This last week has been really stressful for everyone I love. When we heard the word cancer after my dad’s surgery, we all lost it. We had to get it back together pretty quickly though, because he was being escorted up to his room. Finally, after hours of waiting, we got to see him. He looked surprisingly good for a man just coming out of a three hour surgery to remove his kidney and a tumor the size of a football. I’m not sure he actually remembers us being there. They put him on a morphine button with no limit and he pushed away. He drifted in and out as my step-mom and I kept a vigil by his side. He had a roommate so we were in pretty cramped quarters. Luckily his roommie seemed friendly enough. We did have to hear all about his intestinal difficulties, but that was only because the doctor came in to talk to him.
We left late that evening exhausted, knowing we should eat, but neither of us really wanting to.
The next morning we headed back to the hospital. The doctor was supposed to talk to my dad about his condition that morning, but apparently he is a slow surgeon, because by the time we arrived my dad still hadn’t seen him. My dad kept asking us what the doctor had to say. We couldn’t bring ourselves to tell him. We didn’t have any answers other than the dreaded C word, and figured it was best to wait until the doctor could give him the whole story. Why worry him with our tiny bit of information, especially if we were wrong?
Waiting for the doctor was excruciating. My poor son quickly got bored of being held. I took him to the waiting room and he had a blast crawling all over the no doubt filthy floor. At that point I didn’t care though. Four children who had been visiting their sick great grandmother desended upon us. The oldest couldn’t have been more than 8 and the youngest were both 2. They were transfixed by my son. I could tell just how bored they were when they started fighting over his stuffed dog. Sure, it talks, but I had trouble believing a puppy repeating “yellow foot” and other colored parts of his body was really that fascinating to them all. I couldn’t believe their parents brought them to the hospital and let them wander unsupervised into the waiting room with nothing to do. I had to practically fight them to get the toy back when I realized their tight circle around my son and petting of his head was really upsetting him. He’s usually a people person but they just got way too close.
We went back in the room and waited some more. My dad was still on the morphine drip so he would talk to us for a few minutes, then fall asleep. He would try rejoining the conversation he’d dozed during, which I have to admit lightened the mood a little. He also started right off complaining about the “bastard” of a roommate he had. The complaining was a good sign. Apparently the guy spent the entire night telling the nurse he was fine, and then calling her back in 10 minutes later with a complaint. To add insult to injury, he tried to convert my dad at 4:30 am. When his wife and family members gathered in the room at 5 am to see him, my dad just about lost his mind. Had he not been strapped to his bed by lots of tubing and a catheter, I think he might have throttled the man. As it was, he told the nurses if the guy came back from surgery, they’d better find one of them a new room. Luckily the guy got transferred.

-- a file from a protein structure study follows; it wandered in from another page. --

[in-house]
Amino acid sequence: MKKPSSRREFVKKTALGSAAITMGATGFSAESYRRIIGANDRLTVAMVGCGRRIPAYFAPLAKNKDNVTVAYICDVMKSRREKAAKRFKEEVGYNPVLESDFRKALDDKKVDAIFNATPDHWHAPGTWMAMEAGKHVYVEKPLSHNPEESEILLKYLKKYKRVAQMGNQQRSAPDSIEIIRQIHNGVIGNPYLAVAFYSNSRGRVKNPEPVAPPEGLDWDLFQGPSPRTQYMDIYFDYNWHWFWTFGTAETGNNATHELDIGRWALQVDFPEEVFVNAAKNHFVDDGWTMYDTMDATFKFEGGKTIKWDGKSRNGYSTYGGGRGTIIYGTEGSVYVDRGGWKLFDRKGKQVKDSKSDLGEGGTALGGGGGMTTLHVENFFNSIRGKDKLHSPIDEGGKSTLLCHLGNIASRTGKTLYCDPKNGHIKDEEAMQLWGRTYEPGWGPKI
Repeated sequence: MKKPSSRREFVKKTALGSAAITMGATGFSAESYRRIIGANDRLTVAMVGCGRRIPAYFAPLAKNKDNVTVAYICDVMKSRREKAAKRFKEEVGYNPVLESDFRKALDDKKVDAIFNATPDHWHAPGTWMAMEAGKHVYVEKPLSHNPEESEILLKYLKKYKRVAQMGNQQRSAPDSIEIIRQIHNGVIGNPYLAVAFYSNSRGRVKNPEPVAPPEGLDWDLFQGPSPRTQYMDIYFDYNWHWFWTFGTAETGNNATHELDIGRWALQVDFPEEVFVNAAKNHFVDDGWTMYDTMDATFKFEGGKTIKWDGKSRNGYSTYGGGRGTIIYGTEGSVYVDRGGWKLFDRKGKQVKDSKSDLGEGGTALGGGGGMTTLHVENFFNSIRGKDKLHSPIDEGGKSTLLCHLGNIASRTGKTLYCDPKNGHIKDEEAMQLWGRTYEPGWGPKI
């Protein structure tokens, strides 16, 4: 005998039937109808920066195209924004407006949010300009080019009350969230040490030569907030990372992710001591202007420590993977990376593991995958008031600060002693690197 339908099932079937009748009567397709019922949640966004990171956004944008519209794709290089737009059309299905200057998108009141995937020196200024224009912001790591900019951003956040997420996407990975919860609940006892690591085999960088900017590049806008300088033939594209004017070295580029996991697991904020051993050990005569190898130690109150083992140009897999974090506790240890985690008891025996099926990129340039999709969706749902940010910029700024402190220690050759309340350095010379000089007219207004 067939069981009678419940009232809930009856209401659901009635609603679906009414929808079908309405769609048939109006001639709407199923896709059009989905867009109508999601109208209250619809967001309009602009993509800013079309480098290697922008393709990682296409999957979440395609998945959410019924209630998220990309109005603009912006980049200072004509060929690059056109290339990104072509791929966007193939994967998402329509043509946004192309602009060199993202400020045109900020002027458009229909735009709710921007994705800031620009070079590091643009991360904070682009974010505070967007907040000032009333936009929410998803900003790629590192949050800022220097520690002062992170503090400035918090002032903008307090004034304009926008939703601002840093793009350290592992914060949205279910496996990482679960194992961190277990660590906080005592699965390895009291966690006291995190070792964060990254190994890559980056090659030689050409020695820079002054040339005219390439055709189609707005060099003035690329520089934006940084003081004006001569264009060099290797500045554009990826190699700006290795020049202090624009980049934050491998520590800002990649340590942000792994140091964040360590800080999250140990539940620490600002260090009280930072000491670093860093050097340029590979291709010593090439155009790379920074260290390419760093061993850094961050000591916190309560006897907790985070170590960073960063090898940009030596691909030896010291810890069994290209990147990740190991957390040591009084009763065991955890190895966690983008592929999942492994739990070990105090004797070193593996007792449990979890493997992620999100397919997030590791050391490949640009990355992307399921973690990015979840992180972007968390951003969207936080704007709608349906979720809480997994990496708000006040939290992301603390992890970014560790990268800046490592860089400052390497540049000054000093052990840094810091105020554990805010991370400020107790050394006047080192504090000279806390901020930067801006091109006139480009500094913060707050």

It was getting dark and I had to leave in order to get my son home for bed. The doctor still hadn’t been in to talk to any of us. My step-mom looked tired. I knew she needed a break. My uncle took over for us and we headed back to her house. I hated leaving, not knowing what was going on, but I also knew the hospital wasn’t the best place for my son. We drove home. My sweet boy fell asleep in the back seat, leaving me time to cry quietly. I tried my best not to cry in front of him. He doesn’t understand when I do and joins up in sympathy. Or because it’s fun to make noises.
On Saturday I called my dad to make sure he was ok. More complaining about pain and nurses, but aside from that he was fine. I needed to get out and try to destress a little, so I met up with my best friend for lunch and horribly bad for us giant cookies and chai. She listened as my sob story unfolded, and somehow managed to make me feel better and actually laugh a few times.
My phone rang. Usually I’d ignore it, but with all the drama, I grabbed it. My husband was on the other end. He said, “Guess what the word of the day is?” I had no idea what he was talking about. Before I could even attempt an answer, he said, “benign.”
My words caught in my throat. In the middle of the lunch rush at our favorite coffee shop, I just started crying. I couldn’t believe it. I mumbled goodbye, hung up and immediately dialed my dad. The words wouldn’t come. I couldn’t ask him if it was true. I was afraid my husband had misunderstood. I asked my father how he was. He spent a good five minutes rambling on about his day. He told me he got to use the actual bathroom, that he walked down the hall, that eating made him dizzy, that his annoying roommate was gone. He told me about the nurses and who’d been in to see him. I sat silently, worrying my husband had been mistaken. Finally he said, “oh, and I don’t have cancer.” I was so happy to hear it, I instantly forgave him for his smart ass delivery of the news. After all, he was back to his old self. My healthy father with two kidneys would have given me the news that way. My sick, worried father of two days ago would not have been so jovial.
Although the delivery annoyed me to no end, all that mattered was the message. It’s benign. He still has a long road to recovery, but who cares? Recovery takes time and now I know we have it. I want to cry just sitting here thinking about it. But this time they are the good tears. Benign might just be my newest favorite word.